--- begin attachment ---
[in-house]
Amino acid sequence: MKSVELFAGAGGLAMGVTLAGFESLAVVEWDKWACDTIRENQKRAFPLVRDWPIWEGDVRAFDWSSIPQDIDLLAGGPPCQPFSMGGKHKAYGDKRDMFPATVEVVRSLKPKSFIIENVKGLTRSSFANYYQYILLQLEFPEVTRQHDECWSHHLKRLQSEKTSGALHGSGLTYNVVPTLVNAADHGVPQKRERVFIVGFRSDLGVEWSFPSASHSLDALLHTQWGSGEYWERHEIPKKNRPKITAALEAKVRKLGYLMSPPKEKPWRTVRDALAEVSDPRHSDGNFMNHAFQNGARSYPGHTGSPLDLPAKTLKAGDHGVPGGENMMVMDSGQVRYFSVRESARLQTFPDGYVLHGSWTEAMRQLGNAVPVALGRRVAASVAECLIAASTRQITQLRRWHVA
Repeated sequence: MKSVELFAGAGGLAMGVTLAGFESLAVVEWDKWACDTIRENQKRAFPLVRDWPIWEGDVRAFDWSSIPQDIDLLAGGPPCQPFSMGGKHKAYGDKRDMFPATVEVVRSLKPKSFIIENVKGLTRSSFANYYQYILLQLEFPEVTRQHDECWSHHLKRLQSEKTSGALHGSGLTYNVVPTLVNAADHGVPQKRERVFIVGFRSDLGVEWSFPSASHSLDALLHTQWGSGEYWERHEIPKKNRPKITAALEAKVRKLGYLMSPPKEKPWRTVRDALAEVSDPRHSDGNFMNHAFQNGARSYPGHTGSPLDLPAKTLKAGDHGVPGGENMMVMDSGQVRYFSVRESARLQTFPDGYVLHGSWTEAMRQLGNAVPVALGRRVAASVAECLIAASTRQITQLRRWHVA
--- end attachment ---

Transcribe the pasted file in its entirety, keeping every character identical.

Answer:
[in-house]
Amino acid sequence: MKSVELFAGAGGLAMGVTLAGFESLAVVEWDKWACDTIRENQKRAFPLVRDWPIWEGDVRAFDWSSIPQDIDLLAGGPPCQPFSMGGKHKAYGDKRDMFPATVEVVRSLKPKSFIIENVKGLTRSSFANYYQYILLQLEFPEVTRQHDECWSHHLKRLQSEKTSGALHGSGLTYNVVPTLVNAADHGVPQKRERVFIVGFRSDLGVEWSFPSASHSLDALLHTQWGSGEYWERHEIPKKNRPKITAALEAKVRKLGYLMSPPKEKPWRTVRDALAEVSDPRHSDGNFMNHAFQNGARSYPGHTGSPLDLPAKTLKAGDHGVPGGENMMVMDSGQVRYFSVRESARLQTFPDGYVLHGSWTEAMRQLGNAVPVALGRRVAASVAECLIAASTRQITQLRRWHVA
Repeated sequence: MKSVELFAGAGGLAMGVTLAGFESLAVVEWDKWACDTIRENQKRAFPLVRDWPIWEGDVRAFDWSSIPQDIDLLAGGPPCQPFSMGGKHKAYGDKRDMFPATVEVVRSLKPKSFIIENVKGLTRSSFANYYQYILLQLEFPEVTRQHDECWSHHLKRLQSEKTSGALHGSGLTYNVVPTLVNAADHGVPQKRERVFIVGFRSDLGVEWSFPSASHSLDALLHTQWGSGEYWERHEIPKKNRPKITAALEAKVRKLGYLMSPPKEKPWRTVRDALAEVSDPRHSDGNFMNHAFQNGARSYPGHTGSPLDLPAKTLKAGDHGVPGGENMMVMDSGQVRYFSVRESARLQTFPDGYVLHGSWTEAMRQLGNAVPVALGRRVAASVAECLIAASTRQITQLRRWHVA